"Meet the Generations": Generation X

Meet Kate, a fictitious 41 year old Generation X member. How will our leaders’ fiscal choices affect her life? In our fifth and final installment of our “Meet the Generations” series, we look at Kate’s fiscal future, based on the two alternative futures scenarios from our recent paper “America’s Fiscal Choices at a Crossroad: the Human Side of the Fiscal Crisis”. {See also the related event and winners of the video contest “Voices of America”.)

Turning 41 this year, Gen-X member Kate is entering her most productive years. Among the most critical fiscal issues for her are those affecting family and career. Retirement issues will be more important down the line (including the retirement situation faced by her parents, who will be living longer than previous generations). As she ages, the well being of her children and grandchildren and her legacy to them will become an even higher priority. Looking back from the year 2050, when she is 80, how will Kate see the choices our leaders are making now?

Scenario One: Fiscal Gridlock. If our policymakers do not change our fiscal path, Kate and her family will be worse off from the effects of higher than normal interest rates related to national debt pressures, probably quite visible by the end of the decade. (As the economy matures, large and rising levels of national debt will increasingly compete with private investment for financial resources. Interest rates will rise more than normal as the business cycle advances and private investment will be crowded out.) Higher interest rates will hurt her job prospects and income. Her home ownership dreams will disappear as affordability declines with higher mortgage interest rates. Credit card financing will be more expensive. Education finance will be more problematic. And, over time, her standard of living will be lower than otherwise as a consequence. And then as Kate and her fellow Gen-Xers age, national fiscal pressures get worse. When she and her cohorts reach retirement age, they will no longer have full health and Social Security benefits because the trust funds will be exhausted. Her children (who she was counting on for some income support after she retired) may be hit with large taxes to fund Social Security and Medicare, as well.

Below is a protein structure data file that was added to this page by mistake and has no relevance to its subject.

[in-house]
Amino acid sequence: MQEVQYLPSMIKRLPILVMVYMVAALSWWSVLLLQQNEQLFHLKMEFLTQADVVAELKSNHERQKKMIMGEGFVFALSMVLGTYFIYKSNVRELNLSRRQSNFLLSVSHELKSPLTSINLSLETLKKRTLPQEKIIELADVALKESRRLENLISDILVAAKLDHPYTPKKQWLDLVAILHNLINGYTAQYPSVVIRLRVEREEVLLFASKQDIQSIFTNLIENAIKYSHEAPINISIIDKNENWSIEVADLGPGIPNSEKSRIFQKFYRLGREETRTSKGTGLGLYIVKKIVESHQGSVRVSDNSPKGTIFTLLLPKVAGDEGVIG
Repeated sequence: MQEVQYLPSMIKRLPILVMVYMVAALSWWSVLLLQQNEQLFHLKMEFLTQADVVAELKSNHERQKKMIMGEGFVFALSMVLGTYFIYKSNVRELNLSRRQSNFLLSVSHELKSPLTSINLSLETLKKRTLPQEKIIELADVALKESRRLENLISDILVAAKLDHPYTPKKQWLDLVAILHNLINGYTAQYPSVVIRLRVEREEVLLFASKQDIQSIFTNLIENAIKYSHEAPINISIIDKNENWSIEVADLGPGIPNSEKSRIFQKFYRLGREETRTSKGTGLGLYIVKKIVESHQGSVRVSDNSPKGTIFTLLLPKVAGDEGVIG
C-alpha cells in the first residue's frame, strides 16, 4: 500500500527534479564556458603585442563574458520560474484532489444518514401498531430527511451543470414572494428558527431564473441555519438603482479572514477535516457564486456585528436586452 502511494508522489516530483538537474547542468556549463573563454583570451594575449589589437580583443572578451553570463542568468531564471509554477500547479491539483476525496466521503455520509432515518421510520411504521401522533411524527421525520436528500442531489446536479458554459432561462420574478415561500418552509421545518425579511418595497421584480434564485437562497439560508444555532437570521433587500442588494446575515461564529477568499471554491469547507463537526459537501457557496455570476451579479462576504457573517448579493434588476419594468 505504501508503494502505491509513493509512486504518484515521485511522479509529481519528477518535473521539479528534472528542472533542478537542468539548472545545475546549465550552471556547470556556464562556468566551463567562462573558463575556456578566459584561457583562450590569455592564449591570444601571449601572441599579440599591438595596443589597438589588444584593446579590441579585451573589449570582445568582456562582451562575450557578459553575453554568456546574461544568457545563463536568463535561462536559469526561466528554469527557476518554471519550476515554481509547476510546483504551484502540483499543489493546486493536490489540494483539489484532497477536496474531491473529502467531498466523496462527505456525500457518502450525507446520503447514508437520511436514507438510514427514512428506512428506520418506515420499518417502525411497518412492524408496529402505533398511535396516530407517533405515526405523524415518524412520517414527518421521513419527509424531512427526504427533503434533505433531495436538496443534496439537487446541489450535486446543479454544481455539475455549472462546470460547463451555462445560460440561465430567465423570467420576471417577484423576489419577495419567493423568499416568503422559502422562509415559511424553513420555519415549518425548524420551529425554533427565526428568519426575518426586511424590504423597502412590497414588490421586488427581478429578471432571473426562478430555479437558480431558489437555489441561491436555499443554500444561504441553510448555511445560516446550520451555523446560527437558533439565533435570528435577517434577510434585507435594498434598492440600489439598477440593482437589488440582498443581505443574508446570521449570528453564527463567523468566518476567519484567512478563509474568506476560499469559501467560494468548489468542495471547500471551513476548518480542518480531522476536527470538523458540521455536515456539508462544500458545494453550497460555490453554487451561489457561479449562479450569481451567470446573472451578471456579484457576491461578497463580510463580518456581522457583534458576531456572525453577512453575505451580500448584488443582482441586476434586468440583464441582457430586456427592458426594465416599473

Furthermore, in a world of fiscal gridlock, Kate will experience a fiscal crisis sometime in her lifetime. The fallout from a fiscal crisis will devastate her, whether she is in mid or late career. It often takes years for jobs and income to recover from these types of crises – if they ever do. Kate will forgo considerable amounts of income and savings.

Scenario Two: A Fiscal Recovery Plan. Initially, fiscal consolidation could be tough on Kate and her family, but, if done sensibly, there will increasingly be a big payoff for them. If our leaders fix our problems through a gradual, but credible fiscal recovery program, Kate will have better job opportunities and greater income gains when interest rates are lower because debt-related pressures have diminished. Her standard of living will be better over time if private investment is not displaced by massive government borrowing (and if public investment is better targeted at policies that can boost basic growth – such as education, research and development, and infrastructure, according to research). For Kate’s retirement, making changes soon to put Medicare and Social Security on unquestionably solid footing will allow her to adjust her savings plans well in advance of retirement and will eliminate the fear and uncertainty she would otherwise have about how the burden of fixing trust fund financing problems would be managed in the end.

Preventing a fiscal crisis through more gradual fiscal downsizing will mean that Kate can more easily manage and adjust to the fiscal changes needed to put our borrowing on a sustainable path. If the economy is not disrupted by a debt-related crisis, Kate’s career will not be derailed by hefty negative effects from our debt build-up (with earnings power lower and human capital lost as a result). Kate and her family will be better off.